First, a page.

In our book A Womb of Her Own (Routledge, 2017) Kristin Davisson writes as follows:
A sense of sameness. Of women sampled, many indicated feelings of closeness to the female victim, informing a felt sense of “sameness” between them. As the literature reviewing empathy in women suggests, this kind of “identification” in close female relationships is common (Surrey, 1991). Interestingly, approximately 50% of participants seemed to link (in discussion) their feelings of “sameness” to a personal fear or vulnerability following their friend’s assault. This might suggest that identification with a female victim can extend to identification with her traumatic event. Two women make this connection below:
It just makes you feel really vulnerable. If this can happen to her, it can happen to anyone…and I see so much of myself in her. I’m afraid I could be in a situation like that. This is so close to home. It’s very troubling.
Realizing this could happen to her- a girl from a small town- you know, a girl who’s pretty much just like me. That really scared me.
For the two women above, the realization of “sameness” (“I see myself in her”) is intimately linked with recognition of risk to the self. In psychoanalytic theory, secondary identification is defined as “an automatic, unconscious, mental process whereby an individual becomes like another person in one or several aspects. It is a natural accompaniment of maturation and mental development and aids in the learning process as well as in the acquisition of interests, ideals, mannerisms, etc.” (Moore & Fine, 1968, as cited in Basch, 1983, p. 104). As one might expect, the closer the woman interviewed was to the victim, the more likely she was to speak of this felt sense of sameness. Identification is also considered to be a mechanism in providing satisfaction to the self via adoption of aspects of a loved person, ultimately making separation or loss more tolerable (Basch, 1983; Freud 1917). The frequency with which these feelings were reported may suggest that identification with the traumatic event may serve to maintain a “needed” connection between two women (victim and “witness”).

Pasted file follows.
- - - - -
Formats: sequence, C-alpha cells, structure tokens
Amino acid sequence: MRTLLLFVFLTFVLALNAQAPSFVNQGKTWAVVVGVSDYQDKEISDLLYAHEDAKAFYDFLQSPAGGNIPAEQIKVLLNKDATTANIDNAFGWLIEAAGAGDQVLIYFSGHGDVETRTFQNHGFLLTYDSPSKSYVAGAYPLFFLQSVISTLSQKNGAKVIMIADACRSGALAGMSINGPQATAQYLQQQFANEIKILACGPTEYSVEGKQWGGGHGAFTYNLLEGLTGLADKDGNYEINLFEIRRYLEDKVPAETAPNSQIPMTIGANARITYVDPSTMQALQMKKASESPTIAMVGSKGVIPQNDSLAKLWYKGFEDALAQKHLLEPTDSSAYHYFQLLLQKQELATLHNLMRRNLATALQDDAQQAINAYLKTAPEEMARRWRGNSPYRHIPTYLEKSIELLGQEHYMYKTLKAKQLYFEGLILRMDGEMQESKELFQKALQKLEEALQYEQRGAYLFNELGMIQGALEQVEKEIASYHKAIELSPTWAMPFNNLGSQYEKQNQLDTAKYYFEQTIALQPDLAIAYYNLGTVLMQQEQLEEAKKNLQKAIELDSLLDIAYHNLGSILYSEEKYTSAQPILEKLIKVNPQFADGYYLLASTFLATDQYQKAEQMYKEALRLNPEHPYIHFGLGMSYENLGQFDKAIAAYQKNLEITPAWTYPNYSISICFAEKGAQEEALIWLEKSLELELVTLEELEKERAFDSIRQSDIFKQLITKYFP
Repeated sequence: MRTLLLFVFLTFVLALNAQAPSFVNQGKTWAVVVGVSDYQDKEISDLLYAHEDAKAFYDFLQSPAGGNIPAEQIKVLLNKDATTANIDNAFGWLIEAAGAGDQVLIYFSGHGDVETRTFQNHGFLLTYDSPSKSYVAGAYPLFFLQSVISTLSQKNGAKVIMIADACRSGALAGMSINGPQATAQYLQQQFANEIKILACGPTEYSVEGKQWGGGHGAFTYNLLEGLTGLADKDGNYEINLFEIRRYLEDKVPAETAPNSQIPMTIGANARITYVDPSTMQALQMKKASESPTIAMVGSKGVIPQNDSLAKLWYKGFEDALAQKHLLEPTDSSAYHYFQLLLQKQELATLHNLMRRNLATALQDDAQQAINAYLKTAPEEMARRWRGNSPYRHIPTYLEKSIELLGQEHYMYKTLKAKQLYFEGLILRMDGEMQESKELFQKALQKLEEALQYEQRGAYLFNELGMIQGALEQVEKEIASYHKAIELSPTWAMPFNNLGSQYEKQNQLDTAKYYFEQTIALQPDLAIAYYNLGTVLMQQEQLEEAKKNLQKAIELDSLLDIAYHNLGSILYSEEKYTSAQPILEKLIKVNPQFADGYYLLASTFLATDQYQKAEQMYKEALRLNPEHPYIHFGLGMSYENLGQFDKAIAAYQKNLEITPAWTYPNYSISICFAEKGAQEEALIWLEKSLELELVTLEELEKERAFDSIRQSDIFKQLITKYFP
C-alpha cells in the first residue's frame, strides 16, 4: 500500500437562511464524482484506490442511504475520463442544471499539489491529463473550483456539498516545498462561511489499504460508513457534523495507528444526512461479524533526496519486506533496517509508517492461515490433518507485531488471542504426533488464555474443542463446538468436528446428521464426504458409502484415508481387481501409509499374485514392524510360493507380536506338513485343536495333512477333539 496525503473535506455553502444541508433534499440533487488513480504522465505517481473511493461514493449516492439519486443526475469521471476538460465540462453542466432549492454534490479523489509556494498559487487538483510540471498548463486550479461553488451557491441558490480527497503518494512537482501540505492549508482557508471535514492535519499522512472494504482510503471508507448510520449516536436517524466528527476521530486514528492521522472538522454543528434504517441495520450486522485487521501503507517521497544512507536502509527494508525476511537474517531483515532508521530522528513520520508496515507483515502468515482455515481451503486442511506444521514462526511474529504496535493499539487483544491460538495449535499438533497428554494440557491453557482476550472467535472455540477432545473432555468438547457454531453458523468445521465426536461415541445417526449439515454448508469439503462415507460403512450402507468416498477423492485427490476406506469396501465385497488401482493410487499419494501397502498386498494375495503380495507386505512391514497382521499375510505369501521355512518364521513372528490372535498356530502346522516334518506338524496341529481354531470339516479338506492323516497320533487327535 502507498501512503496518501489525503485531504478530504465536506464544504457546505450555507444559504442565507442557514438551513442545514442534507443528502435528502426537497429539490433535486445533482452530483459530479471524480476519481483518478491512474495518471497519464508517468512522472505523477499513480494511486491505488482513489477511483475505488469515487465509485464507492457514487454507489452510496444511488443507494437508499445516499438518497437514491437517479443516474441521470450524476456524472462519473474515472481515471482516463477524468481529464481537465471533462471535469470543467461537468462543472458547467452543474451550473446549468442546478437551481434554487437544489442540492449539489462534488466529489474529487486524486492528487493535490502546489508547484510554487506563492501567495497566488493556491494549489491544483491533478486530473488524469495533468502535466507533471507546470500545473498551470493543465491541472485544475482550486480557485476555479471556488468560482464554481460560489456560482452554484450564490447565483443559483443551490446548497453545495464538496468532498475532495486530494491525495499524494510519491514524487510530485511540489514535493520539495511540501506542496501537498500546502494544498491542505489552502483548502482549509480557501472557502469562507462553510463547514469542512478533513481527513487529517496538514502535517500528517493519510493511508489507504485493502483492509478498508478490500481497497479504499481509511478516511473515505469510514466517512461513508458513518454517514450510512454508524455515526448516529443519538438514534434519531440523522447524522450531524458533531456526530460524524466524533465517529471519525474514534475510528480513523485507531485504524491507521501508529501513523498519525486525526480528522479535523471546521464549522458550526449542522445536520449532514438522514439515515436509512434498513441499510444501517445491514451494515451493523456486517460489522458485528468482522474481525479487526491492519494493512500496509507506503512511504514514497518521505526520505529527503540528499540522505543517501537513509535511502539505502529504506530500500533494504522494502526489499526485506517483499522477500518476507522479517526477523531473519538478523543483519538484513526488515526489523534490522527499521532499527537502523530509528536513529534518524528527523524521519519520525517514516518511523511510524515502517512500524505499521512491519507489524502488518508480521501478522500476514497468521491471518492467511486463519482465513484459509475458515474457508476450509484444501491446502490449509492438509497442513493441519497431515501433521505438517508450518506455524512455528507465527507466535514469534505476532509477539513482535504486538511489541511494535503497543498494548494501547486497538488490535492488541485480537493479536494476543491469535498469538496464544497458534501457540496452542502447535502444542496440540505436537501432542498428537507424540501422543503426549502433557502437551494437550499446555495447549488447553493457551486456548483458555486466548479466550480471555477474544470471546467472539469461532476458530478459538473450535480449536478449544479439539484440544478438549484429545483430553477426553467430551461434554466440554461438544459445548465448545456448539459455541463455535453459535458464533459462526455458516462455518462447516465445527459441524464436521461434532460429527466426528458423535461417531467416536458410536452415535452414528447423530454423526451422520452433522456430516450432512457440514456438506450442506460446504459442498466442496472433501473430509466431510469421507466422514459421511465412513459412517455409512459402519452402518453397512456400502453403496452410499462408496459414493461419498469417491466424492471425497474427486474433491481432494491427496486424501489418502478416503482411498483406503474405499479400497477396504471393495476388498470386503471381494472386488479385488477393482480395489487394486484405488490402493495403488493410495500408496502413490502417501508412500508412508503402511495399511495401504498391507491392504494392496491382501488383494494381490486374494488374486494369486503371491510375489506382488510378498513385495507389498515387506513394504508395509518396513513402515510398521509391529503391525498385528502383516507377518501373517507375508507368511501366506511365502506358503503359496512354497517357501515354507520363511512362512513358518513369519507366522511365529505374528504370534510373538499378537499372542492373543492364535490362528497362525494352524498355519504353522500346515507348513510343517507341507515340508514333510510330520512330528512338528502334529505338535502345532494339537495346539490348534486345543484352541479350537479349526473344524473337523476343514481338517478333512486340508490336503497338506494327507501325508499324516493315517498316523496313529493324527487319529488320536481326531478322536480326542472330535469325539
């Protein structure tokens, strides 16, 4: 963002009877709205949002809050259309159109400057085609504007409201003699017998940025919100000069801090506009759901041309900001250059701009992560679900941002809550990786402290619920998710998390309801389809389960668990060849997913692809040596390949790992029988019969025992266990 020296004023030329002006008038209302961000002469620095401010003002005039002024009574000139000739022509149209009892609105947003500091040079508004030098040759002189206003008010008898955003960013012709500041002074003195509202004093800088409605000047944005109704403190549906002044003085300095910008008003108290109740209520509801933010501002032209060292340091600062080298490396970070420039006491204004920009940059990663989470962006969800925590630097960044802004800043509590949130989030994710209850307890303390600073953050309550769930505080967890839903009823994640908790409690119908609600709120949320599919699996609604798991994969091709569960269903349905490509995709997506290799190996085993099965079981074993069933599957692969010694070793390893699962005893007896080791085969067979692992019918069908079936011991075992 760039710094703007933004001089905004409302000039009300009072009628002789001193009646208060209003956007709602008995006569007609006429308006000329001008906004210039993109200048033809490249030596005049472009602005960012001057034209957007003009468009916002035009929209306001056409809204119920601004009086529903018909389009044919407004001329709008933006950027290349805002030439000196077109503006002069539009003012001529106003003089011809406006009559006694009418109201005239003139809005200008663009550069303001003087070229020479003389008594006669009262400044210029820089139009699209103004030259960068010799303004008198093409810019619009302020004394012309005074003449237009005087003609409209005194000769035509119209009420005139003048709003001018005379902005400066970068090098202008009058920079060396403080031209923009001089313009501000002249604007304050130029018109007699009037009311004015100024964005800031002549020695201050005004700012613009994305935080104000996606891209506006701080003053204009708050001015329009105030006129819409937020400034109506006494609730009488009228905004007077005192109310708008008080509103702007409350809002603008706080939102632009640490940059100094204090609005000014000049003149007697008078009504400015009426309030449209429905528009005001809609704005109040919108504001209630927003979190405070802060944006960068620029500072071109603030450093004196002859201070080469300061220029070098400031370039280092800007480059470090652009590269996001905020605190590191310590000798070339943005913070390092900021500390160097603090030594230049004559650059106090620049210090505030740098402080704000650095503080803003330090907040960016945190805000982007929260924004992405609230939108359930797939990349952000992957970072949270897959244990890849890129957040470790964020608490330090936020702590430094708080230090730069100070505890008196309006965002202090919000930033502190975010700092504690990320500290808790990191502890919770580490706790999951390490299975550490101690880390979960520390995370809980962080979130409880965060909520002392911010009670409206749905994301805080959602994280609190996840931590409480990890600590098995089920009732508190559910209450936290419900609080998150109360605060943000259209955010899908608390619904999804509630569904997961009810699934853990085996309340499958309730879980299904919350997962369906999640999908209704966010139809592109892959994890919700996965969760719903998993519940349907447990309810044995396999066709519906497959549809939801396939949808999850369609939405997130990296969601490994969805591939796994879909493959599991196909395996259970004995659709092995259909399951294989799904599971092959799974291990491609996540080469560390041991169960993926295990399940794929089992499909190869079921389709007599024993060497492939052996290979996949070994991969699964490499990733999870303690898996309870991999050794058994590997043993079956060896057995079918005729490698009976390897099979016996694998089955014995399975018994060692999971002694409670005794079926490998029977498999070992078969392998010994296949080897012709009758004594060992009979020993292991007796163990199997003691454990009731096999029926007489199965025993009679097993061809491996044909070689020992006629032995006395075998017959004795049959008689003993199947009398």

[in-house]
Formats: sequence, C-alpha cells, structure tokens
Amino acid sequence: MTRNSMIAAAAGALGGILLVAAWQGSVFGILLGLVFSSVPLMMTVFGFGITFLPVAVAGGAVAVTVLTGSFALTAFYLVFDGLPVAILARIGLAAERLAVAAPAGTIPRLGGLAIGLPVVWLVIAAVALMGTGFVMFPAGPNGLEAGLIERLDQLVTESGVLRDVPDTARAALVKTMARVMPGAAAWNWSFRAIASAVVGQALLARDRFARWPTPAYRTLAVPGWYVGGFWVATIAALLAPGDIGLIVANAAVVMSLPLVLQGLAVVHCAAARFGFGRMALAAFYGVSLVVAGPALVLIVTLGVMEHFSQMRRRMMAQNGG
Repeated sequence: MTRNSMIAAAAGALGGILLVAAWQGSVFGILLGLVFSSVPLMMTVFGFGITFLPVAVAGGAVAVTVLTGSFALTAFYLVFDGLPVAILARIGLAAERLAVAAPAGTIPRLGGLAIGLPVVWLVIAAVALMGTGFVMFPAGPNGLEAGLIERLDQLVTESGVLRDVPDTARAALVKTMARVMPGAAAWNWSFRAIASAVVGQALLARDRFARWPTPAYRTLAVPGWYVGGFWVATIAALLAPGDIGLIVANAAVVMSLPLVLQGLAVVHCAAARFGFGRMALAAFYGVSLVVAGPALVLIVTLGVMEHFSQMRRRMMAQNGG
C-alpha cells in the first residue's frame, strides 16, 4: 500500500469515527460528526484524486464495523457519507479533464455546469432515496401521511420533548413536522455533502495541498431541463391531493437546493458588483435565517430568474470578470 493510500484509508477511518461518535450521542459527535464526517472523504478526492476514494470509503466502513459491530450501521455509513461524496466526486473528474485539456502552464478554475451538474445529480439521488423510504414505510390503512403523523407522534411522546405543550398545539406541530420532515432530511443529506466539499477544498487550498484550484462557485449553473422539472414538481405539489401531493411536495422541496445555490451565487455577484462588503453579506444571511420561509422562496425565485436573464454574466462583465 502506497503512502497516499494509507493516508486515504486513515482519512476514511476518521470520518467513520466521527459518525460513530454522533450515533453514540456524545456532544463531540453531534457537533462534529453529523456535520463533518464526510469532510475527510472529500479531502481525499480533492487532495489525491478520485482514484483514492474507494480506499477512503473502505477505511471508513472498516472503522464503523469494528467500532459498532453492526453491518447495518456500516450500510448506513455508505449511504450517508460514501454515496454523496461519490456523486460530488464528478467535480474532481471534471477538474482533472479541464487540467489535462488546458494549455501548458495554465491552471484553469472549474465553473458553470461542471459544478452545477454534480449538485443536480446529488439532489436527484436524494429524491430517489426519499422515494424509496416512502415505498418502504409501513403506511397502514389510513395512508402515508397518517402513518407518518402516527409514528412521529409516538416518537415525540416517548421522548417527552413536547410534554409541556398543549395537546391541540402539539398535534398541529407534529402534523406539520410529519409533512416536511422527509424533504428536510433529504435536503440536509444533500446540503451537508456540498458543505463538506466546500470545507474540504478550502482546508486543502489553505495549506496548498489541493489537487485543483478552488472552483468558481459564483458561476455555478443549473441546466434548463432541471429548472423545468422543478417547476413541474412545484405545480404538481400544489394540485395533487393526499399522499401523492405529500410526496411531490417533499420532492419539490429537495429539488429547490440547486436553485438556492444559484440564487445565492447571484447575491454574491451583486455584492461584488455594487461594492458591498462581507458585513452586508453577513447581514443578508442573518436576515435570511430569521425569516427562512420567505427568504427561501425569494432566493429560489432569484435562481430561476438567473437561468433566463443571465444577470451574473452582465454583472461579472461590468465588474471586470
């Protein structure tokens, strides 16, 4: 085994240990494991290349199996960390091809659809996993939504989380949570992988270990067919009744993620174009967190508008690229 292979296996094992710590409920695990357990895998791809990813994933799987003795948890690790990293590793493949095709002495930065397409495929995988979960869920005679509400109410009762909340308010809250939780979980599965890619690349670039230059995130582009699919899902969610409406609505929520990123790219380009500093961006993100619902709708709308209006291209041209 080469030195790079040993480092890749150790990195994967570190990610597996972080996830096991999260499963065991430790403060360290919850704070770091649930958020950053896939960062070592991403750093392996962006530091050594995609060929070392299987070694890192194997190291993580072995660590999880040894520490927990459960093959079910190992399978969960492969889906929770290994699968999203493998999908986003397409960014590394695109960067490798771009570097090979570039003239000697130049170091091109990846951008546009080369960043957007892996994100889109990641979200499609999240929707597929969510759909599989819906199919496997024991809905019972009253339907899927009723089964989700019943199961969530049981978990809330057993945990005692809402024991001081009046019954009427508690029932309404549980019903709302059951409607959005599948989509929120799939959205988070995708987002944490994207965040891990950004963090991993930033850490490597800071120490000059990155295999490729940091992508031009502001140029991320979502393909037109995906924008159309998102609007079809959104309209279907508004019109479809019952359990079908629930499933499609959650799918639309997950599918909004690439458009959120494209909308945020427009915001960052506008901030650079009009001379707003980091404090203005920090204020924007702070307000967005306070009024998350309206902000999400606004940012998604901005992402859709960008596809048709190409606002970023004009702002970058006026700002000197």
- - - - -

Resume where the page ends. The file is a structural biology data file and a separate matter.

Identification or empathy? In reacting to her friend’s violent sexual assault, one woman commented, “If it could happen to her, then who among us are safe?” She goes on to say, “I felt sad, like a part of it happened to me.” Certainly, feeling the pain of another can be likened to the experience of empathy, an important and desired quality in a close relationship. This proposes the inquiry, for these women, where is the line between empathizing with the victims and identifying with them? Which of these experiences makes it more likely that they will exhibit symptoms of secondary trauma? In differentiating between these two (often similar) states, Basch (1983) makes reference to the temporary nature of empathy, sometimes called “trial identification” (Reich, 1960) versus the more enduring transformation of identification. Presumably then, empathy by itself does not imply adoption of the victim’s traumatic feelings.
Correspondingly, one participant shared, “It was very sad for me to think that she experienced that intrusion, and she kept it inside. And then sad like a part of it happened to me…the second I knew she had been hurt like that, I felt hurt.” Another remarked, “I certainly hurt for her (begins to cry) and I hurt for myself and other women.”
Perhaps a function of identification, the two women above obtained the most profound elevations on the Inventory of Altered Self-Capacities (IASC), suggesting significant dysregulation of affect, relatedness, and identity in their lives in the six months preceding their interviews.